To Your Health
November, 2014 (Vol. 08, Issue 11)
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Five Things You Can Do To Boost Your Mood

By Julie T. Chen, MD

Your mood is something that affects many aspects of your health from your heart to your thyroid to your sleep cycle to your menstrual cycle. So, as the daylight hours start to wane this winter season, how can you keep your mood elevated?

I always tell my patients in my integrative medicine clinic in San Jose, CA that mood is affected by many things. So, in order to address your mood concerns, you have to be willing to optimize many aspects of your life. But if you can do so, not only will your mood improve but also your overall health.

There are five easy ways to keep your mood elevated this winter season:

  1. Stay in touch with your loved ones
  2. Keep touching your furry friends
  3. Light therapy isn't a thing of the past
  4. Keep your kitchen stocked full of vegetables and avoid sugars
  5. Keep your body moving throughout the winter season

Social support is something that is important in managing our mood. When we are surrounded by friends and loved ones, we manage our stressors and mood triggers better. Try to focus your time and energy on your friends and loved ones who are positive. If you are not in the best mood, don't spend more time with people who are negative in your life. When you are feeling down, that is the time to find people who lift you up...not bring you down. I know that during the holiday season, there are a lot of social obligations, but just remember that you are the most important obligation and if you are already feeling low, find those who are uplifting to spend time with until your mood is better. You deserve to feel loved and cherished, so find those who make you feel this way to spend time with for the time being.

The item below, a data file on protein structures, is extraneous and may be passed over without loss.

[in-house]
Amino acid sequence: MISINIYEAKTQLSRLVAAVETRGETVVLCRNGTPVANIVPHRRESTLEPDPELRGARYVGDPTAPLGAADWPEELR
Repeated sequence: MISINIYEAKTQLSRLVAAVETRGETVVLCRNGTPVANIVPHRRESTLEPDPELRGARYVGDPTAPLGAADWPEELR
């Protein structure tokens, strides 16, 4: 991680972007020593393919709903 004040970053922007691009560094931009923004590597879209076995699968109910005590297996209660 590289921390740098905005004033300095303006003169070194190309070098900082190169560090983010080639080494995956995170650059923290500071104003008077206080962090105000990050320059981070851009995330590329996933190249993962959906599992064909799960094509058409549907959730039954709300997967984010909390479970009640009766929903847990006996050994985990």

exercise - Copyright – Stock Photo / Register Mark Pets and animals seem to cheer people up and so if you are an animal person, you should spend time with your pet or spend time with your friends who have pets. Studies suggest that pets bring joy and those with pets feel happier.

I know that many of you have heard of light therapy during the winter season for seasonal affective disorder. If you have that, you should check with your doctor for support and potentially discuss the option for counseling. But if your main issue is the lack of light during winter time, you should look into investing in light therapy at home. If you have a healthcare account, ask your doctor to see if you can use that to get reimbursed for the machine to use at home.

What we eat can trigger our brain to secrete different chemicals. So, if you eat a diet high in antioxidants, minerals and vitamins in the form of vegetables and avoid sugars, your mood will likely be more stable. Many of my patients find that a diet rich in vegetables and low in processed foods and sugars help their mood quite a bit. But if you are depressed, the safest thing is to first see your doctor about it but in the interim, eating clean and healthy will only help.

Finally, exercise is always helpful for mood because when you exercise, you release more endorphins and helps to trigger better mood. If you are stressed and busy, exercise doesn't mean you have to go to the gym. You can even go on walks and hikes with your buddies...this way you can combine tip number one and five together and you can spend time with loved ones while exercising.

At the end of the day, the most important thing is to find support and ask for help when you need it. Your doctor cares about you...let him/her help you find some way for you to feel better because sometimes you need stronger options to help with low mood, so make sure to see your doctor to make sure you're OK. But in the interim, these five tips should help you keep your mood up throughout these winter months.

Dr. Julie T. Chen is board-certified in internal medicine and fellowship-trained and board-certified in integrative medicine. She has her own medical practice in San Jose, Calif. She is the medical director of corporation wellness at several Silicon Valley-based corporations, is on several medical expert panels of Web sites and nonprofit organizations, is a recurring monthly columnist for several national magazines, and has been featured in radio, newspaper, and magazine interviews. She incorporates various healing modalities into her practice including, but is not limited to, medical acupuncture, Chinese scalp acupuncture, clinical hypnotherapy, strain-counterstrain osteopathic manipulations, and biofeedback. To learn more, visit